SAN ANTONIO – The fight against fentanyl continues across the state of Texas.
“It’s a drug often used to reduce pain for cancer patients,” Evita Morin said.
Morin is the CEO for Rise Recovery, a nonprofit in San Antonio that provides open-ended services at no charge for youth and their families.
“It is an opioid, a lot like heroin, a lot like morphine,” Morin said. “Except it’s significantly stronger -- 50 to 100 times stronger than those. So, you’ve got to be so careful.”
On Wednesday, Governor Greg Abbott issued an executive order targeting some of the leading manufacturers of fentanyl. The executive order designates Mexican drug cartels as foreign terrorist organizations and instructs the Texas Department of Public Safety to identify and take action against criminal organizations that support the cartels.
“More Americans died from fentanyl poisoning in the past year than all terrorist attacks across the globe in the past 100 years,” Abbott said during Wednesday’s press conference in Midland.
Abbott identified the Sinaloa Cartel and Jalisco New Generation Cartel as producing and distributing fentanyl.
“Fentanyl is a clandestine killer, and Texans are victimized by Mexican cartels that produce and import it,” Abbott said. “So, the cartels are terrorists, and it’s time that we started treating them that way.”
According to UT Health San Antonio, the most recent data dates back to 2020 when at least 125 opioid-involved overdose deaths were reported in Bexar County.
Morin said education and prevention is key in saving lives against fentanyl.
“What’s needed right now is a significant awareness campaign, especially among young people or anyone that is recreationally using drugs,” Morin said. “(We need to make them aware) that there is a dangerous chemical on the street that could be in any one of those drugs, even if they look like medication.”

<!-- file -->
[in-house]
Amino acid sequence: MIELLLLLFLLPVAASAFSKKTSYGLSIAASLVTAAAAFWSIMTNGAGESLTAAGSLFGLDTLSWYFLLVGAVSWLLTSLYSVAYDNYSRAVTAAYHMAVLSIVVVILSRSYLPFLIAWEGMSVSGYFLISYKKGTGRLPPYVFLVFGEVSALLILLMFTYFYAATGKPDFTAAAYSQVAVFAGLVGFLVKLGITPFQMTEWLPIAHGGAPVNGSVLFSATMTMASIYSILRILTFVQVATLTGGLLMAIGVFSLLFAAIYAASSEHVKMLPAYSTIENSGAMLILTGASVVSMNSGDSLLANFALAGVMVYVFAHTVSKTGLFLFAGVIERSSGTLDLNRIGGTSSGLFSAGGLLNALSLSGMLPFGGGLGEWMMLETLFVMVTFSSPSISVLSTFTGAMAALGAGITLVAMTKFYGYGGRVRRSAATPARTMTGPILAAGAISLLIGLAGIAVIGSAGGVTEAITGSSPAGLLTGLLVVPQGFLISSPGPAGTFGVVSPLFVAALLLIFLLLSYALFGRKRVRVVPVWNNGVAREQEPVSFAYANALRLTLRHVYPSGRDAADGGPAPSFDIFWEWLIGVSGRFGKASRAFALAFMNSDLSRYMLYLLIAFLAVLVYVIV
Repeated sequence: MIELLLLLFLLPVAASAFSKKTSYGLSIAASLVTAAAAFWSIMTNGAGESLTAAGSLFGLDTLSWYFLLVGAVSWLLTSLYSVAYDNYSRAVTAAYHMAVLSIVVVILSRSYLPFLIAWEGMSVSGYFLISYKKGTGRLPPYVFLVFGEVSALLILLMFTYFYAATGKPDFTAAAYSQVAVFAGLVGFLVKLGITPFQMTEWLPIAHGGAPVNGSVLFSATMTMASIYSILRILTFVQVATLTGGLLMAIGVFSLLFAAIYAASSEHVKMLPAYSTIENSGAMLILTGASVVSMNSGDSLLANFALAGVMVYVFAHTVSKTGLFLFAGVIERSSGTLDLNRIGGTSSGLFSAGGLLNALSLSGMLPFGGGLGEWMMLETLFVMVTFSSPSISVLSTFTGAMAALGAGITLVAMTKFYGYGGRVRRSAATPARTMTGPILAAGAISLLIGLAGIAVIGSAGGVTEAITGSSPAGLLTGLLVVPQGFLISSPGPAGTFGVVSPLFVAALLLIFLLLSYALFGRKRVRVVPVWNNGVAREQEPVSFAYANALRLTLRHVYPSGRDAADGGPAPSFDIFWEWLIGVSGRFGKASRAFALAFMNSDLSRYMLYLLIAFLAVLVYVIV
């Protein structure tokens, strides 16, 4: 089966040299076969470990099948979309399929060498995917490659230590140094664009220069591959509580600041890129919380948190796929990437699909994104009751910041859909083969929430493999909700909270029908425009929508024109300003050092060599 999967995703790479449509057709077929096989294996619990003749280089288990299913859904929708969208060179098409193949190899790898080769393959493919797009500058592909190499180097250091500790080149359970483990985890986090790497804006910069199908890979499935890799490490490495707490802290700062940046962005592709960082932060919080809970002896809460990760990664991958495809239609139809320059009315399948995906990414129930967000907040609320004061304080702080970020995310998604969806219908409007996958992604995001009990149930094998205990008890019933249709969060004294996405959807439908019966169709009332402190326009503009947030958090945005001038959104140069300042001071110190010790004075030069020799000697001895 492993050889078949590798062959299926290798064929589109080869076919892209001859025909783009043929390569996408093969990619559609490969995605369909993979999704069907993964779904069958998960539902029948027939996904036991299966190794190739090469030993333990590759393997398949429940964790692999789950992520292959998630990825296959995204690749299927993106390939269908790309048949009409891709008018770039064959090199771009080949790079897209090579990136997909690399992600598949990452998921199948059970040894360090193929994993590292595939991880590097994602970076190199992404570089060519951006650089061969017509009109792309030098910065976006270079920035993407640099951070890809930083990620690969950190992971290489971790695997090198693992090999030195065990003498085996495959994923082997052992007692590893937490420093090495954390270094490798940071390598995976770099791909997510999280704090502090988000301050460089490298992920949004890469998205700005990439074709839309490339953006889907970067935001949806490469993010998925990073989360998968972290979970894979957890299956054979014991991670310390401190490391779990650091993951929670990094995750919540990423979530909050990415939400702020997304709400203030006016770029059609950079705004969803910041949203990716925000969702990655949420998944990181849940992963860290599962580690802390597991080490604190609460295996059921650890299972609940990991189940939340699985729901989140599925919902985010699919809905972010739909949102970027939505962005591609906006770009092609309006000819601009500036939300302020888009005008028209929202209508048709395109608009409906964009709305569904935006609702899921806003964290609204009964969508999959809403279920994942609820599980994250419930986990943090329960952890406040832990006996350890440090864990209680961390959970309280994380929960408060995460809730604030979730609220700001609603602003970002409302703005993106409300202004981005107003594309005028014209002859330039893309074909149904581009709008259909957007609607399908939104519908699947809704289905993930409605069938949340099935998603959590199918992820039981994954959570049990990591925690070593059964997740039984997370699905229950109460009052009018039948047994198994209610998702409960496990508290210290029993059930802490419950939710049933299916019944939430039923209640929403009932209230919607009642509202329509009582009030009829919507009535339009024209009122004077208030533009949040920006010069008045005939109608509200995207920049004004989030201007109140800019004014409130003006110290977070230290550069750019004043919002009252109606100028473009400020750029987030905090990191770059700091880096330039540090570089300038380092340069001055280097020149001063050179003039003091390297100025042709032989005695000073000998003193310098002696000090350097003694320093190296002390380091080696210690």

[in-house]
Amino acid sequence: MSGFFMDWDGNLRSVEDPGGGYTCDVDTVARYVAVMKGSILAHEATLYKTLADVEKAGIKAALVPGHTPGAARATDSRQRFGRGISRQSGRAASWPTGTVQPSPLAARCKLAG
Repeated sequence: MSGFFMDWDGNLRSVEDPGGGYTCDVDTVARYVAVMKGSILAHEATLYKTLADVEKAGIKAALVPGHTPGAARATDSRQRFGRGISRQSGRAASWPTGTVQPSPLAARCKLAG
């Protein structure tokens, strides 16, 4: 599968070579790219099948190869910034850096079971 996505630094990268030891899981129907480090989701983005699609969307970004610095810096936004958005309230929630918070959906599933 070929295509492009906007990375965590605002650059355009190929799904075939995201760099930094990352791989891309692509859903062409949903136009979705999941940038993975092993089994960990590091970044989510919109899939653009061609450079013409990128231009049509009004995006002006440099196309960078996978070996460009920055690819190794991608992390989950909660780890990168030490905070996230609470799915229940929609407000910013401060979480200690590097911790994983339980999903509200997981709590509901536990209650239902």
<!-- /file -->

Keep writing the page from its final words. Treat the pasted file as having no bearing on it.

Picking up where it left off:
The latest bust was reported in Hays County. In early September, authorities arrested two people and removed nearly 400 counterfeit Percocet pills laced with fentanyl from the streets. Authorities said the counterfeit pills are typically light blue with M-30 stamped on them.
“These cartels are putting these drugs in every type of other drug, even it looks like it may look like something that you would be prescribed, but it’s basically manufactured,” Morin said. “It is not the real drug and it often has fentanyl attached to it.”
But at what age should parents start talking to their kids about the dangers of drugs, especially fentanyl?
“I will tell you that the average age of first use in Bexar County is about 11 or 12 years old,” Morin said. “From 2018 to 2020, there was a 40% increase in overdose emergency calls in Bexar County. So, that should give you a real idea of just how prominent, how much more aggressive this drug is on our streets.”
The next step, Morin said, is for people to carry Narcan -- the opioid reversal medication commonly carried by first responders.
“It will completely reverse the overdose effects of an opiate, opioid being fentanyl, heroin, any of those kinds of drugs. And it will save lives,” Morin said. “Now our parents, partners and loved ones can carry (Narcan), and they should, because you never know when you are just enjoying a social life and experiencing the world and having fun, all of a sudden they could turn around in an instant.”
UT Health San Antonio offers free Narcan for organizations and individuals through its website MoreNarcanPlease.com.
“This project is supported by Texas Targeted Opioid Response, a public health initiative operated by the Texas Health and Human Services Commission through federal funding from the Substance Abuse and Mental Health Services Administration,” Dr. Lisa Cleveland said. Cleveland, PhD, APRN, is a pediatric nurse practitioner and professor at the UT Health San Antonio School of Nursing.
Organizations can click here to request Narcan.
“Approximately 600,000 doses have been distributed by our program throughout Texas since February 2018,” Cleveland said. “The most common recipients of Narcan are community organizations and law enforcement.”
Individuals can click here to fill out a request form. Two doses of Narcan Nasal Spray will be delivered to the person’s home.